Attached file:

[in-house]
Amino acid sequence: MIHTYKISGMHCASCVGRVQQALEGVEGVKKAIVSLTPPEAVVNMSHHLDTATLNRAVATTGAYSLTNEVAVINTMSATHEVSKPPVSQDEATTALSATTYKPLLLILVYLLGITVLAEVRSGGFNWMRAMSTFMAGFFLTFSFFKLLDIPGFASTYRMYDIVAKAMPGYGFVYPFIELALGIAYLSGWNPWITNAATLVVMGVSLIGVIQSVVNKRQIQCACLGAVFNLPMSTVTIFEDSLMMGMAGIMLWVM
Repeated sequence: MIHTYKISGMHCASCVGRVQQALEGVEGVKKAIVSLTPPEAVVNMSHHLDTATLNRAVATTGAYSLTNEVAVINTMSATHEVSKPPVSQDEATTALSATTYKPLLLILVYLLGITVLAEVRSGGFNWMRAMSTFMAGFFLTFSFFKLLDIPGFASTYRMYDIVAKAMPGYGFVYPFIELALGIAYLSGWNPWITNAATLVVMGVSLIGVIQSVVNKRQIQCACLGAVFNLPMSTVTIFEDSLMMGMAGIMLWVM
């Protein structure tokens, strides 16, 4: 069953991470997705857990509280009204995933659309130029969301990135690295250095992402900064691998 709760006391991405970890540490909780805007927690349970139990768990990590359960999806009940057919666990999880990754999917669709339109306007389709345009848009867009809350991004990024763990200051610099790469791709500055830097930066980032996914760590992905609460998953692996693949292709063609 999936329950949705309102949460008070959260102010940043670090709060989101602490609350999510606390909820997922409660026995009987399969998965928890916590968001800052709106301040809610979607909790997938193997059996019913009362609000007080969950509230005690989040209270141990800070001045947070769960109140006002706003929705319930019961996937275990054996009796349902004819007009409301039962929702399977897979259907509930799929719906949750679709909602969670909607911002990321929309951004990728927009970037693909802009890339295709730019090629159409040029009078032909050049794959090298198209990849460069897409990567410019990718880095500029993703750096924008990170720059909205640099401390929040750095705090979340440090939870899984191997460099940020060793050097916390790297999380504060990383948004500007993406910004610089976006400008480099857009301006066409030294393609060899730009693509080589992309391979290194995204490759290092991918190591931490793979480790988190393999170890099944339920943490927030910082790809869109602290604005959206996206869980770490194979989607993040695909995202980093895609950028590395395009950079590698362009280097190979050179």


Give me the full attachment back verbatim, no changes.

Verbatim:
[in-house]
Amino acid sequence: MIHTYKISGMHCASCVGRVQQALEGVEGVKKAIVSLTPPEAVVNMSHHLDTATLNRAVATTGAYSLTNEVAVINTMSATHEVSKPPVSQDEATTALSATTYKPLLLILVYLLGITVLAEVRSGGFNWMRAMSTFMAGFFLTFSFFKLLDIPGFASTYRMYDIVAKAMPGYGFVYPFIELALGIAYLSGWNPWITNAATLVVMGVSLIGVIQSVVNKRQIQCACLGAVFNLPMSTVTIFEDSLMMGMAGIMLWVM
Repeated sequence: MIHTYKISGMHCASCVGRVQQALEGVEGVKKAIVSLTPPEAVVNMSHHLDTATLNRAVATTGAYSLTNEVAVINTMSATHEVSKPPVSQDEATTALSATTYKPLLLILVYLLGITVLAEVRSGGFNWMRAMSTFMAGFFLTFSFFKLLDIPGFASTYRMYDIVAKAMPGYGFVYPFIELALGIAYLSGWNPWITNAATLVVMGVSLIGVIQSVVNKRQIQCACLGAVFNLPMSTVTIFEDSLMMGMAGIMLWVM
């Protein structure tokens, strides 16, 4: 069953991470997705857990509280009204995933659309130029969301990135690295250095992402900064691998 709760006391991405970890540490909780805007927690349970139990768990990590359960999806009940057919666990999880990754999917669709339109306007389709345009848009867009809350991004990024763990200051610099790469791709500055830097930066980032996914760590992905609460998953692996693949292709063609 999936329950949705309102949460008070959260102010940043670090709060989101602490609350999510606390909820997922409660026995009987399969998965928890916590968001800052709106301040809610979607909790997938193997059996019913009362609000007080969950509230005690989040209270141990800070001045947070769960109140006002706003929705319930019961996937275990054996009796349902004819007009409301039962929702399977897979259907509930799929719906949750679709909602969670909607911002990321929309951004990728927009970037693909802009890339295709730019090629159409040029009078032909050049794959090298198209990849460069897409990567410019990718880095500029993703750096924008990170720059909205640099401390929040750095705090979340440090939870899984191997460099940020060793050097916390790297999380504060990383948004500007993406910004610089976006400008480099857009301006066409030294393609060899730009693509080589992309391979290194995204490759290092991918190591931490793979480790988190393999170890099944339920943490927030910082790809869109602290604005959206996206869980770490194979989607993040695909995202980093895609950028590395395009950079590698362009280097190979050179």